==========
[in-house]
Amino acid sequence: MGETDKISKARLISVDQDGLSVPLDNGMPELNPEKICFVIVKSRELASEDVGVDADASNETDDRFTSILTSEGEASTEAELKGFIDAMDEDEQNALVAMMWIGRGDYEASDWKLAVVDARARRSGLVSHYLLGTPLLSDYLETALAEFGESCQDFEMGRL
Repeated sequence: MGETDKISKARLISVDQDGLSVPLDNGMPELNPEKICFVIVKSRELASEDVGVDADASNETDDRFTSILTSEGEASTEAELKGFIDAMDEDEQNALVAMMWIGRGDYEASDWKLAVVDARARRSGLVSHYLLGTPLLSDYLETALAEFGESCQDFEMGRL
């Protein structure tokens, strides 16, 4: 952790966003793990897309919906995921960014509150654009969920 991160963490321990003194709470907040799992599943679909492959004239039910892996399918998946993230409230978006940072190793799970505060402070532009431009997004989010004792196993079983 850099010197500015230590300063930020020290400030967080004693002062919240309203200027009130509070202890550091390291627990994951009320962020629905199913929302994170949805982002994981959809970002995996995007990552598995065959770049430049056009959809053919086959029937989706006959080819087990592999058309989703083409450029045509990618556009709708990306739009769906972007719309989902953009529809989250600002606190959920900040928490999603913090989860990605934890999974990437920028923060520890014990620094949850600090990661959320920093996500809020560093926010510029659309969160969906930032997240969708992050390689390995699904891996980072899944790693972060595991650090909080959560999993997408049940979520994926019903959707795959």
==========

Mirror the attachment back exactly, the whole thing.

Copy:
[in-house]
Amino acid sequence: MGETDKISKARLISVDQDGLSVPLDNGMPELNPEKICFVIVKSRELASEDVGVDADASNETDDRFTSILTSEGEASTEAELKGFIDAMDEDEQNALVAMMWIGRGDYEASDWKLAVVDARARRSGLVSHYLLGTPLLSDYLETALAEFGESCQDFEMGRL
Repeated sequence: MGETDKISKARLISVDQDGLSVPLDNGMPELNPEKICFVIVKSRELASEDVGVDADASNETDDRFTSILTSEGEASTEAELKGFIDAMDEDEQNALVAMMWIGRGDYEASDWKLAVVDARARRSGLVSHYLLGTPLLSDYLETALAEFGESCQDFEMGRL
């Protein structure tokens, strides 16, 4: 952790966003793990897309919906995921960014509150654009969920 991160963490321990003194709470907040799992599943679909492959004239039910892996399918998946993230409230978006940072190793799970505060402070532009431009997004989010004792196993079983 850099010197500015230590300063930020020290400030967080004693002062919240309203200027009130509070202890550091390291627990994951009320962020629905199913929302994170949805982002994981959809970002995996995007990552598995065959770049430049056009959809053919086959029937989706006959080819087990592999058309989703083409450029045509990618556009709708990306739009769906972007719309989902953009529809989250600002606190959920900040928490999603913090989860990605934890999974990437920028923060520890014990620094949850600090990661959320920093996500809020560093926010510029659309969160969906930032997240969708992050390689390995699904891996980072899944790693972060595991650090909080959560999993997408049940979520994926019903959707795959």